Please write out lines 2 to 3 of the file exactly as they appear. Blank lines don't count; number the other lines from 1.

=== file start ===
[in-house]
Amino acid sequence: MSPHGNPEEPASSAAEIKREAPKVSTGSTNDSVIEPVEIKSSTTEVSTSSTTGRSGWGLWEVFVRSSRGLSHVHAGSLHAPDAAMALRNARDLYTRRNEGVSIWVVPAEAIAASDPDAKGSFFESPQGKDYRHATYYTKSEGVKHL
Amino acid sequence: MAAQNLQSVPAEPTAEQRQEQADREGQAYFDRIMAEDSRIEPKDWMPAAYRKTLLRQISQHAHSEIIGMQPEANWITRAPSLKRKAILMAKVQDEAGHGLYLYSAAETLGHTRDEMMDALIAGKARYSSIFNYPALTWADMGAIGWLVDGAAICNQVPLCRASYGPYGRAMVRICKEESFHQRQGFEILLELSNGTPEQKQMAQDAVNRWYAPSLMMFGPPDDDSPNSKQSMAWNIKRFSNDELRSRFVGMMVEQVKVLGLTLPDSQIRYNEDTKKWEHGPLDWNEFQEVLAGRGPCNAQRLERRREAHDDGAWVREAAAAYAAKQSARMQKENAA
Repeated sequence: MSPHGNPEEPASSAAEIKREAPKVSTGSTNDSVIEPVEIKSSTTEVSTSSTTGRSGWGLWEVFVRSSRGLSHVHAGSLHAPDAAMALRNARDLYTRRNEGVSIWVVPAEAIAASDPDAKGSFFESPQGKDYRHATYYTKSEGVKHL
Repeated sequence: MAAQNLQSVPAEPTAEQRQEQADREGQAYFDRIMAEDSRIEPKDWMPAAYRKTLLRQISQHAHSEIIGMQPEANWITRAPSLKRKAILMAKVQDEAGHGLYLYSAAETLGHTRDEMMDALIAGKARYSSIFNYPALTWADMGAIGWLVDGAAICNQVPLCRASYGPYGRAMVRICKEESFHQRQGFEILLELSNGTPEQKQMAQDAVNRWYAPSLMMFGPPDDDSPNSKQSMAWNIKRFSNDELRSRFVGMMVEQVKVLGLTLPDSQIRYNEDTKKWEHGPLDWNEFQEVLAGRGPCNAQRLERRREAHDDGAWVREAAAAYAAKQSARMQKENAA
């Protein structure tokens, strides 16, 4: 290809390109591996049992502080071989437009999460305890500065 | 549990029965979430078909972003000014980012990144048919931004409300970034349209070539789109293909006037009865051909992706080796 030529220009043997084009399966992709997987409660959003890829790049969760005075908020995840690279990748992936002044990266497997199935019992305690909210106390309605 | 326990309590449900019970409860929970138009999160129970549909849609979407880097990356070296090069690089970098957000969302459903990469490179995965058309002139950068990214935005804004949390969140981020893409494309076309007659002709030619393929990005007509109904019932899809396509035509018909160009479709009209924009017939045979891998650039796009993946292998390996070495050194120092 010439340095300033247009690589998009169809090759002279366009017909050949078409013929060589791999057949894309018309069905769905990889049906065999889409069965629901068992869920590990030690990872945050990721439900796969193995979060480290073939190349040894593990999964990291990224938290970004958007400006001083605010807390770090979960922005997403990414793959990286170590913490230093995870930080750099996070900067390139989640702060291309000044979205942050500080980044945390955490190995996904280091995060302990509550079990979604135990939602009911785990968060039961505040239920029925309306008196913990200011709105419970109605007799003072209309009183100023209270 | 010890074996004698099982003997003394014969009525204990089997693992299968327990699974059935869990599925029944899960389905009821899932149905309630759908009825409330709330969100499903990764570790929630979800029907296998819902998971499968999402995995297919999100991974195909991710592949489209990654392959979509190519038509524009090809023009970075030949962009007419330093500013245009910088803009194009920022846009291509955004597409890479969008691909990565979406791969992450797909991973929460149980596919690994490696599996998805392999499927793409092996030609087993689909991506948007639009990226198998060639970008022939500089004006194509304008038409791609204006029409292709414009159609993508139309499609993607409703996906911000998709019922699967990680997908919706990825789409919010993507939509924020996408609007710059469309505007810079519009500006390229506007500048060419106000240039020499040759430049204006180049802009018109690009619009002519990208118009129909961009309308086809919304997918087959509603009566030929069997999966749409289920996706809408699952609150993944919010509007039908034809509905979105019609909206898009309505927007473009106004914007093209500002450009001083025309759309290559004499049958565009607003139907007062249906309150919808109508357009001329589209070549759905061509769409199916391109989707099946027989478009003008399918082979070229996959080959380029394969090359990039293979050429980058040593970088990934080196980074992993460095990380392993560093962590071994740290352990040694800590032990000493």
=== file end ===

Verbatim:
Amino acid sequence: MSPHGNPEEPASSAAEIKREAPKVSTGSTNDSVIEPVEIKSSTTEVSTSSTTGRSGWGLWEVFVRSSRGLSHVHAGSLHAPDAAMALRNARDLYTRRNEGVSIWVVPAEAIAASDPDAKGSFFESPQGKDYRHATYYTKSEGVKHL
Amino acid sequence: MAAQNLQSVPAEPTAEQRQEQADREGQAYFDRIMAEDSRIEPKDWMPAAYRKTLLRQISQHAHSEIIGMQPEANWITRAPSLKRKAILMAKVQDEAGHGLYLYSAAETLGHTRDEMMDALIAGKARYSSIFNYPALTWADMGAIGWLVDGAAICNQVPLCRASYGPYGRAMVRICKEESFHQRQGFEILLELSNGTPEQKQMAQDAVNRWYAPSLMMFGPPDDDSPNSKQSMAWNIKRFSNDELRSRFVGMMVEQVKVLGLTLPDSQIRYNEDTKKWEHGPLDWNEFQEVLAGRGPCNAQRLERRREAHDDGAWVREAAAAYAAKQSARMQKENAA